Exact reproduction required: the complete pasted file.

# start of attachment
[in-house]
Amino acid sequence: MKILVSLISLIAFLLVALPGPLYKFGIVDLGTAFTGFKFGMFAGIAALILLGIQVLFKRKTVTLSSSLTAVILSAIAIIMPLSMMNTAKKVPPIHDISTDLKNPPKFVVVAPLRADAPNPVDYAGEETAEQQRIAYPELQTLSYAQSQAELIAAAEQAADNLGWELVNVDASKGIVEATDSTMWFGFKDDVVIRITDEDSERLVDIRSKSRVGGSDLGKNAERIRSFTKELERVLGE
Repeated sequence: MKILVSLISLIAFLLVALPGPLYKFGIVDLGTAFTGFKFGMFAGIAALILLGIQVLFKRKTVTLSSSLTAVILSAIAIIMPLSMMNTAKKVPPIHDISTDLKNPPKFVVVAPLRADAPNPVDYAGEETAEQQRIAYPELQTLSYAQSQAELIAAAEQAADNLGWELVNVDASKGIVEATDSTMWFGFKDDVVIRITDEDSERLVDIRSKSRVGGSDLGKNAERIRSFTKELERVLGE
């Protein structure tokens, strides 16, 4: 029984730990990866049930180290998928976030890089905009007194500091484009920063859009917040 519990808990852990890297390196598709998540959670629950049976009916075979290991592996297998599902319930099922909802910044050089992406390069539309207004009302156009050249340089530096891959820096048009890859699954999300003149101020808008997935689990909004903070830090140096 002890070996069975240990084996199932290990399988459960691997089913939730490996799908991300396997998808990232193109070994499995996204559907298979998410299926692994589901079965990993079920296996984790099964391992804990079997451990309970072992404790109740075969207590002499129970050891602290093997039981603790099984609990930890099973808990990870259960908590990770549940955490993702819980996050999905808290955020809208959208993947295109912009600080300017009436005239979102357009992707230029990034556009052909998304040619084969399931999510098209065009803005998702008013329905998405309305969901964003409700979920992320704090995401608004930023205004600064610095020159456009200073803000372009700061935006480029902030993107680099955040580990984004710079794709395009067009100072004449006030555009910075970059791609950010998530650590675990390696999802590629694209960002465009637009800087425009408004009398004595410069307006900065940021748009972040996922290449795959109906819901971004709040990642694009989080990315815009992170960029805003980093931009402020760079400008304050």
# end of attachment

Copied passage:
[in-house]
Amino acid sequence: MKILVSLISLIAFLLVALPGPLYKFGIVDLGTAFTGFKFGMFAGIAALILLGIQVLFKRKTVTLSSSLTAVILSAIAIIMPLSMMNTAKKVPPIHDISTDLKNPPKFVVVAPLRADAPNPVDYAGEETAEQQRIAYPELQTLSYAQSQAELIAAAEQAADNLGWELVNVDASKGIVEATDSTMWFGFKDDVVIRITDEDSERLVDIRSKSRVGGSDLGKNAERIRSFTKELERVLGE
Repeated sequence: MKILVSLISLIAFLLVALPGPLYKFGIVDLGTAFTGFKFGMFAGIAALILLGIQVLFKRKTVTLSSSLTAVILSAIAIIMPLSMMNTAKKVPPIHDISTDLKNPPKFVVVAPLRADAPNPVDYAGEETAEQQRIAYPELQTLSYAQSQAELIAAAEQAADNLGWELVNVDASKGIVEATDSTMWFGFKDDVVIRITDEDSERLVDIRSKSRVGGSDLGKNAERIRSFTKELERVLGE
């Protein structure tokens, strides 16, 4: 029984730990990866049930180290998928976030890089905009007194500091484009920063859009917040 519990808990852990890297390196598709998540959670629950049976009916075979290991592996297998599902319930099922909802910044050089992406390069539309207004009302156009050249340089530096891959820096048009890859699954999300003149101020808008997935689990909004903070830090140096 002890070996069975240990084996199932290990399988459960691997089913939730490996799908991300396997998808990232193109070994499995996204559907298979998410299926692994589901079965990993079920296996984790099964391992804990079997451990309970072992404790109740075969207590002499129970050891602290093997039981603790099984609990930890099973808990990870259960908590990770549940955490993702819980996050999905808290955020809208959208993947295109912009600080300017009436005239979102357009992707230029990034556009052909998304040619084969399931999510098209065009803005998702008013329905998405309305969901964003409700979920992320704090995401608004930023205004600064610095020159456009200073803000372009700061935006480029902030993107680099955040580990984004710079794709395009067009100072004449006030555009910075970059791609950010998530650590675990390696999802590629694209960002465009637009800087425009408004009398004595410069307006900065940021748009972040996922290449795959109906819901971004709040990642694009989080990315815009992170960029805003980093931009402020760079400008304050």